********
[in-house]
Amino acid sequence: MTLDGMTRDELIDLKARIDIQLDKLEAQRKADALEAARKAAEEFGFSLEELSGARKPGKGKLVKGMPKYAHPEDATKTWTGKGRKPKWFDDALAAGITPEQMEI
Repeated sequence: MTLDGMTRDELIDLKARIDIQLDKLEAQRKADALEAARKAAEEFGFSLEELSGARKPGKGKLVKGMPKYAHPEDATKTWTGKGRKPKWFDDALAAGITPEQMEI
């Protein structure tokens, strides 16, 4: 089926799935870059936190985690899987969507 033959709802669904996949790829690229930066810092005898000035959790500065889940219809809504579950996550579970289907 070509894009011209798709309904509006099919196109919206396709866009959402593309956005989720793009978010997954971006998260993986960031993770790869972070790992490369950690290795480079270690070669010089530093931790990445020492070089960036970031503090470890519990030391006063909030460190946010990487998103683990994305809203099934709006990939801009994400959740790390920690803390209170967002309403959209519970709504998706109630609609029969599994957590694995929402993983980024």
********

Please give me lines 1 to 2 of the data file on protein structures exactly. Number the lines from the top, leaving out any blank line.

[in-house]
Amino acid sequence: MTLDGMTRDELIDLKARIDIQLDKLEAQRKADALEAARKAAEEFGFSLEELSGARKPGKGKLVKGMPKYAHPEDATKTWTGKGRKPKWFDDALAAGITPEQMEI